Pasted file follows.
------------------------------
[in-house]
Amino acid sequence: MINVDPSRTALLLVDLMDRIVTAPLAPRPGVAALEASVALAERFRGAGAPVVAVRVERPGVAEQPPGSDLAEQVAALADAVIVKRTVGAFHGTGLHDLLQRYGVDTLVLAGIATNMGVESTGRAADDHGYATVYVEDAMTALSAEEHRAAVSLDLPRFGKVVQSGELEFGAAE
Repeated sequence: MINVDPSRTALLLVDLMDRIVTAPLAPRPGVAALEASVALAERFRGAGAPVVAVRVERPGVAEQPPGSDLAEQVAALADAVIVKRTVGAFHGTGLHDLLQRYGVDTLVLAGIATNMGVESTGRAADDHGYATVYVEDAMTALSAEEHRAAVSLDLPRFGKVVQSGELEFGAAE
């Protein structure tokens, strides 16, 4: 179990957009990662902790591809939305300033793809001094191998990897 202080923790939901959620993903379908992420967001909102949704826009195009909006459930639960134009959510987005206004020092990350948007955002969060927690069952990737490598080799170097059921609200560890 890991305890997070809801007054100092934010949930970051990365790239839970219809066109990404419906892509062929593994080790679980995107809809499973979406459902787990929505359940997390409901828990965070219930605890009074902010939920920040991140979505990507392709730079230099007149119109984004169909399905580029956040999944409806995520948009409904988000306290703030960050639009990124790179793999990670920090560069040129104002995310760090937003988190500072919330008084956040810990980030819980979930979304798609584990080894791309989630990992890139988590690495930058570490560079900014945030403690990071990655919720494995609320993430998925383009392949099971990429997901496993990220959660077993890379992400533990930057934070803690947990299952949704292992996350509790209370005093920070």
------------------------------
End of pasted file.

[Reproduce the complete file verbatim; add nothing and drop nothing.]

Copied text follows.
[in-house]
Amino acid sequence: MINVDPSRTALLLVDLMDRIVTAPLAPRPGVAALEASVALAERFRGAGAPVVAVRVERPGVAEQPPGSDLAEQVAALADAVIVKRTVGAFHGTGLHDLLQRYGVDTLVLAGIATNMGVESTGRAADDHGYATVYVEDAMTALSAEEHRAAVSLDLPRFGKVVQSGELEFGAAE
Repeated sequence: MINVDPSRTALLLVDLMDRIVTAPLAPRPGVAALEASVALAERFRGAGAPVVAVRVERPGVAEQPPGSDLAEQVAALADAVIVKRTVGAFHGTGLHDLLQRYGVDTLVLAGIATNMGVESTGRAADDHGYATVYVEDAMTALSAEEHRAAVSLDLPRFGKVVQSGELEFGAAE
């Protein structure tokens, strides 16, 4: 179990957009990662902790591809939305300033793809001094191998990897 202080923790939901959620993903379908992420967001909102949704826009195009909006459930639960134009959510987005206004020092990350948007955002969060927690069952990737490598080799170097059921609200560890 890991305890997070809801007054100092934010949930970051990365790239839970219809066109990404419906892509062929593994080790679980995107809809499973979406459902787990929505359940997390409901828990965070219930605890009074902010939920920040991140979505990507392709730079230099007149119109984004169909399905580029956040999944409806995520948009409904988000306290703030960050639009990124790179793999990670920090560069040129104002995310760090937003988190500072919330008084956040810990980030819980979930979304798609584990080894791309989630990992890139988590690495930058570490560079900014945030403690990071990655919720494995609320993430998925383009392949099971990429997901496993990220959660077993890379992400533990930057934070803690947990299952949704292992996350509790209370005093920070």